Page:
While resources, geography, and military technology are essential to geopolitics, they are not sufficient without a financial means to dominate the terms of international trade. Hegemony has had a financial as well as a military component ever since the adoption of money by Bronze Age agricultural empires; money, after all, is a claim upon resources, and the ability to control the currency of exchange can effect a subtle ongoing transfer of real wealth. Whoever issues a currency - especially a fiat currency, i.e., one not backed by precious metals - has power over it: every transaction becomes a subsidy to the money coiner or printer.
During the colonial era, rivalries between the Spanish real, the French franc, and the British pound were as decisive as military battles in determining hegemonic power. For the past half-century, the US dollar has been the international currency of account for nearly all nations, and it is the currency with which all oil-importing nations must pay for their fuel. This is an arrangement that has worked to the advantage both of OPEC, which maintains a stable customer in the US (the world's largest petroleum consumer and a military power capable of defending the Arab oil kingdoms), and of the US itself, which receives a subtle financial tithe for every barrel of oil consumed by every other importing nation.
At the end of WWII, when the US and the USSR emerged as the word's dominant powers, the US had established permanent bases in Germany, Japan, and South Korea, all to hedge in the Soviet Union. America even waged a failed and extremely costly war in Southeast Asia to gain yet another vector of Eurasian containment. When the USSR collapsed at the end of the 1980s, the US appeared free to dominate Eurasia, and thus the world, more completely than had any other nation in world history. The decade that followed was one characterized primarily by globalization - the consolidation of corporatized economic power centered largely in the US. It appeared that US hegemony would be maintained economically rather than militarily.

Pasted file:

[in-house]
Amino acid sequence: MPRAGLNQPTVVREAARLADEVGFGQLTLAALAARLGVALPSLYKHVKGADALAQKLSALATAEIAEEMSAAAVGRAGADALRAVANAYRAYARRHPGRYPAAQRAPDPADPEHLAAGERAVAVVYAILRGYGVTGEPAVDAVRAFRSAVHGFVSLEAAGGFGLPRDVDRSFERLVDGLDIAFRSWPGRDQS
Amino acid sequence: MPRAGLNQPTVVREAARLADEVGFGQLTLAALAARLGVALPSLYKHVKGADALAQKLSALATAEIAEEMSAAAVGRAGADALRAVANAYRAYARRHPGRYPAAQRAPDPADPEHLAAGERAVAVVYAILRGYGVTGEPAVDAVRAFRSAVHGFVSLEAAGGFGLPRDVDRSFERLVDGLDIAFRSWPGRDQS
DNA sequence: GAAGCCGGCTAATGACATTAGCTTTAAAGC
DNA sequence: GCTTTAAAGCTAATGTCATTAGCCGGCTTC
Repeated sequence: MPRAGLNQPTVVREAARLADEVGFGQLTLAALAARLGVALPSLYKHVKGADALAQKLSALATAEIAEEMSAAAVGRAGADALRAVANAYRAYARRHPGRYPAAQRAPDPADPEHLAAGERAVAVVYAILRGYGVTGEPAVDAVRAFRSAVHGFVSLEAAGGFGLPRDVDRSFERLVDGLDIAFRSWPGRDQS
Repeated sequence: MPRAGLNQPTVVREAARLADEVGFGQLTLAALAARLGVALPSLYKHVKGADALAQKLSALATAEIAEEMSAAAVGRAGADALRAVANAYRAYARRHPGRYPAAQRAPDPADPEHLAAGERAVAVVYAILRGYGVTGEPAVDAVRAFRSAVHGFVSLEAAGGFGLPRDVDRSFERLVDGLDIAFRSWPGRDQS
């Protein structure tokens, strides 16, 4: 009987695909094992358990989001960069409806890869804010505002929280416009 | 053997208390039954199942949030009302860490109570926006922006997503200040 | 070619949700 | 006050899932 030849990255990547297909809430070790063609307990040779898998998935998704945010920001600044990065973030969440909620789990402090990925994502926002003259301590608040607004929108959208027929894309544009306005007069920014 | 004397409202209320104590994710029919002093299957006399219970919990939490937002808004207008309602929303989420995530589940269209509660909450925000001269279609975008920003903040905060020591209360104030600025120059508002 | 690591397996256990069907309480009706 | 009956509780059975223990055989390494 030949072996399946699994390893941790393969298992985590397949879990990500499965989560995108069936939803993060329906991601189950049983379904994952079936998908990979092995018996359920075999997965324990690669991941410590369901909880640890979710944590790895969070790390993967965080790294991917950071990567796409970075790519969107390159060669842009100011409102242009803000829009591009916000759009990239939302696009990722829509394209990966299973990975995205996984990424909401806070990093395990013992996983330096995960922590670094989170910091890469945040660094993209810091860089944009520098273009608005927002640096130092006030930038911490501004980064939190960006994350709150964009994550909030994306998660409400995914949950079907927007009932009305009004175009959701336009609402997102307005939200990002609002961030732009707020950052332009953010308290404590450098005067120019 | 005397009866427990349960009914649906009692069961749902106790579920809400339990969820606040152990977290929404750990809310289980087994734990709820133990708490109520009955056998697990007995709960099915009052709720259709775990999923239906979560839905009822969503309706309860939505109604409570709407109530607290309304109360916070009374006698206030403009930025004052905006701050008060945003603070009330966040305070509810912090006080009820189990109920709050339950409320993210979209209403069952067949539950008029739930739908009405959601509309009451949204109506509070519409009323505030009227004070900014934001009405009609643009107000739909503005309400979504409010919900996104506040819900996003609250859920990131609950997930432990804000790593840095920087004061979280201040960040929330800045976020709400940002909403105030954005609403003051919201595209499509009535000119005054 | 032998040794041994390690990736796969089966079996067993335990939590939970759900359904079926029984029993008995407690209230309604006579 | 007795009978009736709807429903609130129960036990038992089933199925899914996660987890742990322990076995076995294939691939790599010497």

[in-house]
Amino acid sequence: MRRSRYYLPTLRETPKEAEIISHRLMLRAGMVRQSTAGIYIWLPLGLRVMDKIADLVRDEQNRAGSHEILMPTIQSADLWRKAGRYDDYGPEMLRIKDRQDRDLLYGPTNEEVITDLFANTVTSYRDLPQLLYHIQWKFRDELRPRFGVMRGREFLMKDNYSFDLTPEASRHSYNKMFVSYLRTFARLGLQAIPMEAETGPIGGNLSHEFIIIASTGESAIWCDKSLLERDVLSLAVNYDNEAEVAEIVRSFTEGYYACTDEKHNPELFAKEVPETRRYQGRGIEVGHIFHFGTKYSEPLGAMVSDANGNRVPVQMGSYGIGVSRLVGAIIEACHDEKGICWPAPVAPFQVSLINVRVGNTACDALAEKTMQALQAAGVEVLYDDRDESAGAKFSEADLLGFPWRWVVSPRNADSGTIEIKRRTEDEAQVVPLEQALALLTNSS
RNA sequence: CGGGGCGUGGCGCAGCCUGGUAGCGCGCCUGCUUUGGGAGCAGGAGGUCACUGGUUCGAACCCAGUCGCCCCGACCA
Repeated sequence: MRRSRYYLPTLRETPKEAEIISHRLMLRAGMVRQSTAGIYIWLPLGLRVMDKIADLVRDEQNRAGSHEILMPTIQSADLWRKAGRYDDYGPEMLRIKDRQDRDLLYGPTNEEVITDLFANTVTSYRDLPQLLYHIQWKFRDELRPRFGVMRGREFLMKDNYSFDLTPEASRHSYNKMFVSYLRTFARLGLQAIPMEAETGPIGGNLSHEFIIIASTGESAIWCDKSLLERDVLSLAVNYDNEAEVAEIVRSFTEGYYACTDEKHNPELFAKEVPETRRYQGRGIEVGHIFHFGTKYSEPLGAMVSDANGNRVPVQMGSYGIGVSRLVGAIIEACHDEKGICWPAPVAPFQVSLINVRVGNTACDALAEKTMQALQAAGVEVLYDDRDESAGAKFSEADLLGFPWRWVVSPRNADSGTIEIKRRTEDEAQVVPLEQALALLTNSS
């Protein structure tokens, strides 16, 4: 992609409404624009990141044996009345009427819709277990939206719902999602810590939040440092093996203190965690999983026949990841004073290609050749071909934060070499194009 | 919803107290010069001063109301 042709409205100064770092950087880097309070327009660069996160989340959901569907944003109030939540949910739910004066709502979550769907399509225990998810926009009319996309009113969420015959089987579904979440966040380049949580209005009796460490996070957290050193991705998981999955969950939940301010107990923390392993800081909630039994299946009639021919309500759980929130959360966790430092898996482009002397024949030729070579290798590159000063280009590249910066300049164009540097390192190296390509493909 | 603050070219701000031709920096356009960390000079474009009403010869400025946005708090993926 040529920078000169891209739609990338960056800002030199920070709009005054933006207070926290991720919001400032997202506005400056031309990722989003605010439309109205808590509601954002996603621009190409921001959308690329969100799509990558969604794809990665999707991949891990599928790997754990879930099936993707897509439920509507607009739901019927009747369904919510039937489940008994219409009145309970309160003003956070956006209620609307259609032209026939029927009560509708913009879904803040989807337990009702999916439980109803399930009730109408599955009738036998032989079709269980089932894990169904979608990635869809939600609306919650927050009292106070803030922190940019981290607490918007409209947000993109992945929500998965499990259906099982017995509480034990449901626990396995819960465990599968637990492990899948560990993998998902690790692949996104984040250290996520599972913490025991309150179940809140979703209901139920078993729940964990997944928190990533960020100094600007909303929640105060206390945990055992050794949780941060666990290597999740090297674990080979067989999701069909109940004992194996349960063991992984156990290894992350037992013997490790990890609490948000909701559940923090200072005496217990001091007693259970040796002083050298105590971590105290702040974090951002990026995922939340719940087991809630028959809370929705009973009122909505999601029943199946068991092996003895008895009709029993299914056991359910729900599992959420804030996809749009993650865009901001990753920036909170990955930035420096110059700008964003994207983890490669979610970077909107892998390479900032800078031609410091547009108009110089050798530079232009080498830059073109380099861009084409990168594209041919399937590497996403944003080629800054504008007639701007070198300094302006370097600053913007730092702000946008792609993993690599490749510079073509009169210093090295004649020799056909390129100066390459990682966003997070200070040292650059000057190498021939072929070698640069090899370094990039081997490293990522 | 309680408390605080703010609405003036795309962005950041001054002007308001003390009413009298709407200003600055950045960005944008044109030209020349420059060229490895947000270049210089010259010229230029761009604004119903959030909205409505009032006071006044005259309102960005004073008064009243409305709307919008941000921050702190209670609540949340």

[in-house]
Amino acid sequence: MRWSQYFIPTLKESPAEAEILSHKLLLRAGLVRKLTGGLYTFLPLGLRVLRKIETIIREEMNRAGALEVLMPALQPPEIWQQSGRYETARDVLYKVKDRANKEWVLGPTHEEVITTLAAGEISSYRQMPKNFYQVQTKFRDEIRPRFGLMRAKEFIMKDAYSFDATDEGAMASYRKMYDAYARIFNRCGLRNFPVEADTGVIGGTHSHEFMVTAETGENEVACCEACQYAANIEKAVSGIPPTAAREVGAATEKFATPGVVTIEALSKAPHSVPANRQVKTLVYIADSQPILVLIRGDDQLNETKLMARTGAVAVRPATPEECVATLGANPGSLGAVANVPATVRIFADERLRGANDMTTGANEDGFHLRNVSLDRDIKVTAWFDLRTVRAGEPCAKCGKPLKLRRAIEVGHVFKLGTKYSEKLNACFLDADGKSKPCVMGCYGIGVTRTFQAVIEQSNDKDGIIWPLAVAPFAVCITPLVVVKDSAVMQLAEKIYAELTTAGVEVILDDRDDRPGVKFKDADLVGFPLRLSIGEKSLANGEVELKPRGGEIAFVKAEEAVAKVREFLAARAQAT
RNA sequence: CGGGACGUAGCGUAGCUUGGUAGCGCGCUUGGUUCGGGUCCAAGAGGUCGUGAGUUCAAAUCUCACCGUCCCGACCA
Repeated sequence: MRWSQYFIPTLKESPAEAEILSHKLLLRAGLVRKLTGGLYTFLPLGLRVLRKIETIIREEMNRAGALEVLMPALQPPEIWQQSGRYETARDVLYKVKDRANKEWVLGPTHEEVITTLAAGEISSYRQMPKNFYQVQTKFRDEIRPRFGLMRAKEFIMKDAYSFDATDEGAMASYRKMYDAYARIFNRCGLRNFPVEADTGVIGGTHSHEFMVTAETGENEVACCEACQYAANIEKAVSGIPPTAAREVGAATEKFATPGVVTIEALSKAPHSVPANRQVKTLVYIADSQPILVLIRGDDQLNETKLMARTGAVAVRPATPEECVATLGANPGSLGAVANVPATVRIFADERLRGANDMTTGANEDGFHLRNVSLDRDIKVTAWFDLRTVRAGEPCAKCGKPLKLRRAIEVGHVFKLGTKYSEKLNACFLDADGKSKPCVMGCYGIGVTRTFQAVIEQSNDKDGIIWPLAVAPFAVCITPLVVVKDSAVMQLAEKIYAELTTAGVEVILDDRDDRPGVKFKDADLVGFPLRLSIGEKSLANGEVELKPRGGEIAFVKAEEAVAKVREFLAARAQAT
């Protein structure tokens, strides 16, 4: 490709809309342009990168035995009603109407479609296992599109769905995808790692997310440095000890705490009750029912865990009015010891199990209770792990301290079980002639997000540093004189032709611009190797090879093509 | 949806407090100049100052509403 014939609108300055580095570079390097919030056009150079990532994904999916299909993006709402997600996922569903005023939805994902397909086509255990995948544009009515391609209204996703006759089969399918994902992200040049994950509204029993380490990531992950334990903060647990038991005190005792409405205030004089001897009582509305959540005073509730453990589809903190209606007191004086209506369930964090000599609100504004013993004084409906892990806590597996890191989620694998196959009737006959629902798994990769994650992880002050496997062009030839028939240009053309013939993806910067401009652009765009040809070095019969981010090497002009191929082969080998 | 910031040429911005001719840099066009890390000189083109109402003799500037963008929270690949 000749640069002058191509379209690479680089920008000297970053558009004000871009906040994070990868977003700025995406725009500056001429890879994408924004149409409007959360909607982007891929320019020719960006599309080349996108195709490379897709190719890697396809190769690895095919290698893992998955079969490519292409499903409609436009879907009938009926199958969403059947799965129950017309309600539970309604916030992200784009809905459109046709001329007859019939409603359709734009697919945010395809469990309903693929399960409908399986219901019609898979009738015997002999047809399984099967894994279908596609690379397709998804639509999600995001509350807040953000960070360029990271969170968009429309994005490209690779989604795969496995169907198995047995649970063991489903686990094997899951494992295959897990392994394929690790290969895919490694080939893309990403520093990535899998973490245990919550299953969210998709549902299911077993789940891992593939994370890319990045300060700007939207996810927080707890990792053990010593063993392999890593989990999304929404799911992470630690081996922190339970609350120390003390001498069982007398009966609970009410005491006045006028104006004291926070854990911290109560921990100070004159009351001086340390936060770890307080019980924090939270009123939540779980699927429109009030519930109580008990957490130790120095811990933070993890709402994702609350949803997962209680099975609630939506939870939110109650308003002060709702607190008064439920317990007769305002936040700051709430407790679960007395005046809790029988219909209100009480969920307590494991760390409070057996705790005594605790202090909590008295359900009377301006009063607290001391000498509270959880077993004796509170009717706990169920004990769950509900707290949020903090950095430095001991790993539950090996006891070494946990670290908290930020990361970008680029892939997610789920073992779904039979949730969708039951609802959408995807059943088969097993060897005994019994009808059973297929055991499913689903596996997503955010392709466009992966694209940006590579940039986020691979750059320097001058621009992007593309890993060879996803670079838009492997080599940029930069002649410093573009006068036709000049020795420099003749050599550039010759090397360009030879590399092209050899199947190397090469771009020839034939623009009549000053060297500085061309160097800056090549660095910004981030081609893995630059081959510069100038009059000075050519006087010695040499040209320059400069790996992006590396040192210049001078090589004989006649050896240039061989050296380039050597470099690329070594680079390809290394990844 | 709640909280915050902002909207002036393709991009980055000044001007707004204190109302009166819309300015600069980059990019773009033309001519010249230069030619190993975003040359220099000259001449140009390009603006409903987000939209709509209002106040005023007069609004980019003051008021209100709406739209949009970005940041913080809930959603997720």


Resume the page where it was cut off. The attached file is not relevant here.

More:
In contrast with this , the new administration of George W. Bush appeared to be taking a more strident tack - one that took old allies for granted in its unabashed unilateralism. In his shredding of international environmental, human rights, and weapons-control agreements; in his pursuit of a doctrine of pre-emptive military action; and especially in his seemingly inexplicable obsession with the invasion of Iraq, Bush was expending enormous political and diplomatic capital, needlessly creating enemies even among trusted allies. His rationale for war - the elimination of 's weapons of mass destruction - was patently silly, since the US had supplied many of those weapons and Iraq posed no current threat to anyone; moreover, a new Gulf war risked destabilizing the entire Middle East.
What could possibly justify such a risk? What was motivating this bizarre new change in strategy?
"The potential impact of a revaluation of the Chinese yuan (which is currently pegged to the US dollar) on the Chinese oil market has been a subject of debate. Some have said that the yuan may be as much as 30-35% undervalued versus the US dollar. Although most believe that it is extremely unlikely that the Chinese government will substantially revalue, or allow the yuan to float freely, the pressure for some level of revaluation does appear to be building. Because the retail price of the major oil products is regulated by the government, it is difficult to state with certainty the impact of a revaluation on oil consumption. However, it does appear that a revaluation would boost consumption, at least in the short run.
Price impact on oil consumption
A revaluation would reduce the cost of imported oil and products. In the present environment, however, where retail prices are below international levels, the government may choose not to pass the reduced cost on to consumers at the retail level.
Rather, refiners might be allowed to boost their refining margins, which are currently very low or in some cases negative. In any case, the impact on apparent demand would likely be positive as at the margin domestic suppliers would be more inclined to supply the domestic market, rather than exporting products as they have in recent months. This would boost consumption by eliminating rationing/shortages, of which there have been some reports.
Impact of the income effect on oil consumption
In the long run, a revaluation could slow merchandise exports, reduce economic growth and slow oil demand growth. In the short run a revaluation could boost China’s economy as the cost of imports goes down and it would take time for consumers of China's merchandise exports to shift their purchasing patterns. The net impact is a brief increase in Chinese purchasing power, and possibly more rapid oil demand growth in the short run.